Mission:  The mission of the Supportive Environments research team is to examine the role of the physical setting in fostering and maintaining the health, safety and well-being of people with various disabilities—the frail elderly and people with physical, intellectual, and behavioral or mental disabilities—and their caregivers. Studies explore the range of settings in which people live, work, and receive health care, including private residences, group homes, schools, adult daycare facilities and long-term care environments.

The division was started in 1990 and received its first grants from the New Jersey Council on Developmental Disabilities, the Alzheimer’s Association and the Robert Wood Johnson Foundation. Major projects have included studies of the home environments of people with Alzheimer’s disease, of children with physical disabilities, adults with developmental disabilities, students with a wide range of developmental, neurological, behavioral and learning disabilities, as well as the impact of specific interventions, such as nostalgic music and videos, on people with dementia.

Current activities focus on school design to support students with disabilities and various intervention studies where the homes of at-risk populations have been assessed, modified and evaluated in order to promote aging in place as safely and as independently as possible. Numerous studies have also explored ways to maximize the community based residential environments for people with developmental disabilities.


Research Programs

CABSR’s Supportive Environment research is always consumer based. As such, it relies on direct input from people with disabilities as well as their families and service providers. Populations studied to date include people with dementia, the frail elderly, and individuals with disabilities of a physical, sensory, or cognitive nature.   The research is systematic and employs both qualitative and quantitative methods. Studies utilize standard behavioral science techniques, such as observations, interviews, questionnaires, and assessment scales. Representative Projects include:

  • An analysis of how to create a supportive home environment for children with physical disabilities.
  • An investigation of how to create a safe and supportive environment for people with dementia and their caregivers.
  • Six home assessment and modification projects for people with dementia, the frail elderly and adults with developmental disabilities.
  • An analysis of how school design can be used to support students with physical, sensory, intellectual, and developmental disabilities.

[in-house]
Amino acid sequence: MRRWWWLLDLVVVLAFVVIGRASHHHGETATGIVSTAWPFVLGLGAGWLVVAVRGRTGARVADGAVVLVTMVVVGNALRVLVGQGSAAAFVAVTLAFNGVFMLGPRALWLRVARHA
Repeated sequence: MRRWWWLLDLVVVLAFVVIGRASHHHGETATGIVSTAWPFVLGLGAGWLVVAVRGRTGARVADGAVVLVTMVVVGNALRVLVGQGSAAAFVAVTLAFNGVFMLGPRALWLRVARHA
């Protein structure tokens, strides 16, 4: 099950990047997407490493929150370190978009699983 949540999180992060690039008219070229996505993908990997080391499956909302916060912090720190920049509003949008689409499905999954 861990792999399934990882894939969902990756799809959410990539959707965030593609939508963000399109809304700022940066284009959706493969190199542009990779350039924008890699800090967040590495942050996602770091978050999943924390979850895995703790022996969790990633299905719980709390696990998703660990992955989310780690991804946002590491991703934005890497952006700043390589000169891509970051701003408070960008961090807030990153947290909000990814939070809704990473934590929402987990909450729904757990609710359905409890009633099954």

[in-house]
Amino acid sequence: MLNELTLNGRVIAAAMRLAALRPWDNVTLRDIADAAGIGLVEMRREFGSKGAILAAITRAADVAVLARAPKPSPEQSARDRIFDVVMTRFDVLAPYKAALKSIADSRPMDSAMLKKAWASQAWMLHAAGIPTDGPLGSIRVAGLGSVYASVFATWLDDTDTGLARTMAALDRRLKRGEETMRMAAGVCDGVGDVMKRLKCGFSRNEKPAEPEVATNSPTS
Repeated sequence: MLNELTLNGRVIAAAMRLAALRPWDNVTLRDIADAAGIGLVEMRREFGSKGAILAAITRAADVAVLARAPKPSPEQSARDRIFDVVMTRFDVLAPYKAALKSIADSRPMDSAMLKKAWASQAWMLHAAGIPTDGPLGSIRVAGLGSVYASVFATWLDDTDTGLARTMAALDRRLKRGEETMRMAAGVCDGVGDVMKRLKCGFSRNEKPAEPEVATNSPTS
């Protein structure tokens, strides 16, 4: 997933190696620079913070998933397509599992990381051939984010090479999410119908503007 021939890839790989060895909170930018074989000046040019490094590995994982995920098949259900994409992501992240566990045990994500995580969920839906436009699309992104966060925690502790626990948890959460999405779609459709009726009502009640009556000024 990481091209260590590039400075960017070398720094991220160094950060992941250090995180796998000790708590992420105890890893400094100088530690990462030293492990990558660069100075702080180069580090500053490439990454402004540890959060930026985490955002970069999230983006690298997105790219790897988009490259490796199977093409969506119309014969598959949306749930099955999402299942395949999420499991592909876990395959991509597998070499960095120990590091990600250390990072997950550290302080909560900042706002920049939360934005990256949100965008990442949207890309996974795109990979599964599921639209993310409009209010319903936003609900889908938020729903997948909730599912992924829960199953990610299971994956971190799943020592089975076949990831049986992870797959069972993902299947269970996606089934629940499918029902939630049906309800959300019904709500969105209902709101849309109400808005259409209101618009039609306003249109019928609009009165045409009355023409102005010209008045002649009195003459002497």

• Studies of the home environments of adults with developmental disabilities, including the aging and older parents caring for an adult child with a developmental disability.
  • An investigation of how formerly institutionalized adults with developmental disabilities are faring in the community and the adequacy of their preparation for transferring to community-based settings.
  • An analysis of how adult daycare centers can be modified to make them more dementia-capable.
  • A study of the impact of nostalgic music and videos-- with an easy-to-access interface-- on people with dementia attending adult day care and on residents of a Alzheimer’s special care unit in a nursing home.
  • Development of a design checklist for creating user friendly environments in special needs housing and provision of technical assistance in plan and site review.
  • Development and presentation of  a training module to health care professionals, paraprofessionals, and social workers on general safety issues in the homes of the elderly and a companion training geared specifically to home environments for people with dementia and their caregivers.
  • Evaluation of the impact of new ramps on people with disabilities who did not formally have them.


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About Us

About Us

The mission of the Center for Building Knowledge (CBK) is to create new knowledge that will help individuals and communities make better-informed decisions concerning the built environment. The Center engages in a comprehensive program of applied research, technical assistance and training focused on the built environment and the institutions, policies, technologies and trends that shape it. A key goal is to generate practical research results that provide tangible benefits to individuals and the communities in which they live and work.

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Center News

Deane Evans Gives Presentation at Dali University in China
Posted On: 05 Jun 2014

"Deane Evans, Executive Director of NJIT’s Center for Building Knowledge, delivered a presentation on architecture and building science research in the U.S. on May 23, 2014 to architectural faculty and students at Dali University in Dali, China.

New Practices New Visions
Posted On: 05 Jun 2014

"On Monday, 01.27.14, the winners of the New Practices New York competition were announced at the Center for Architecture. CBK's Richard Olsen was one of speakers, focusing on dementia.